Military and Police

U.S. AFRICOM Faces an Uphill Battle

In a recent press release, AFRICOM, or U.S. Africa Command, reported on a major airstrike targeting militant leaders in North Africa.

“In coordination with the Federal Government of Somalia, U.S. Africa Command conducted an airstrike targeting ISIS-Somalia terrorists in the Golis Mountains, Somalia, on May 22, 2019,” read the statement.

The strike in the Golis region marks the fifth attack by American forces on Somalia-based militants over the past month, an effort AFRICOM describes as “a deliberate campaign to limit and disrupt freedom of movement in the area and to eliminate leaders” of various groups.

The first attack in the recent uptick came on 14 April. The assault killed Abdulhakim Dhuqub, the deputy emir of the Islamic State. Two additional offensives targeted Islamic State “encampments” in the Golis Mountains and killed 17 fighters. The most recent strike that took place on the 24th is thought to have killed two Islamic State members, most likely high-ranking ones. Two days earlier, AFRICOM conducted a strike against al-Shabaab, al-Qaeda’s branch in North Africa. The strike took place in Baled Amin in southern Somalia, and was the 33rd against the group since the beginning of the year. Two Shabaab fighters are estimated to have been killed.

It is important to highlight that America’s armed forces have been putting a strong emphasis on getting serious on African jihadists in the recent period. Branches of both al-Qaeda and ISIS have been slowly but persistently developing in North, West, and East Africa, and have gained substantial footholds in several countries.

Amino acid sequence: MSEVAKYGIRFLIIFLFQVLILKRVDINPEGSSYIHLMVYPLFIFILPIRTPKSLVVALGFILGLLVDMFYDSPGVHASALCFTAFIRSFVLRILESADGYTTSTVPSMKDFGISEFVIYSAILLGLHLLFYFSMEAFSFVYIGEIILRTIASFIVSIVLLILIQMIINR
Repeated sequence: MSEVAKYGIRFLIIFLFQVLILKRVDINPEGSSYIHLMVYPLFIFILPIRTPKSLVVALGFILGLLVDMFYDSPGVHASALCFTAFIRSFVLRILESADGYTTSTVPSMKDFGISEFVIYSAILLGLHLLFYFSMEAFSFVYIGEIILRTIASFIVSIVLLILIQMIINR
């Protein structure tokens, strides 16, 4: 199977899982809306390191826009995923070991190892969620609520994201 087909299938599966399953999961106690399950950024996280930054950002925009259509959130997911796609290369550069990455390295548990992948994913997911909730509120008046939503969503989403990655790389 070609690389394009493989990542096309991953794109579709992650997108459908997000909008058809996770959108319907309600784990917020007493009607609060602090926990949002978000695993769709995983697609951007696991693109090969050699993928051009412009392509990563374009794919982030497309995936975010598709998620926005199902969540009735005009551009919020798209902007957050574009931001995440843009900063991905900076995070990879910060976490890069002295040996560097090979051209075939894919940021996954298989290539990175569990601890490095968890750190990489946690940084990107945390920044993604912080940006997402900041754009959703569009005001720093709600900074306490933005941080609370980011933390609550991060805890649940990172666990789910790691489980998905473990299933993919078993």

Less than a month ago, the Senate confirmed a new commanding officer to AFRICOM, a move that will hopefully bring fresh perspective and innovation to the war against militancy on the continent.

The opinions expressed here by contributors are their own and are not the view of OpsLens which seeks to provide a platform for experience-driven commentary on today's trending headlines in the U.S. and around the world. Have a different opinion or something more to add on this topic? Contact us for guidelines on submitting your own experience-driven commentary.
Samuel Siskind

Samuel Siskind studied intelligence research at the American Military University in West Virginia. He served as a squad commander in the Israeli Defense Force (IDF) Corp of Combat Engineers, in the Corps' ground battalions and later in its Intelligence Wing at regional and divisional stations. For the past five years, Samuel has worked as a consultant and researcher on physical and information security issues for private and governmental institutions, in the US, Africa, India, and Israel. He currently lives in Jerusalem.

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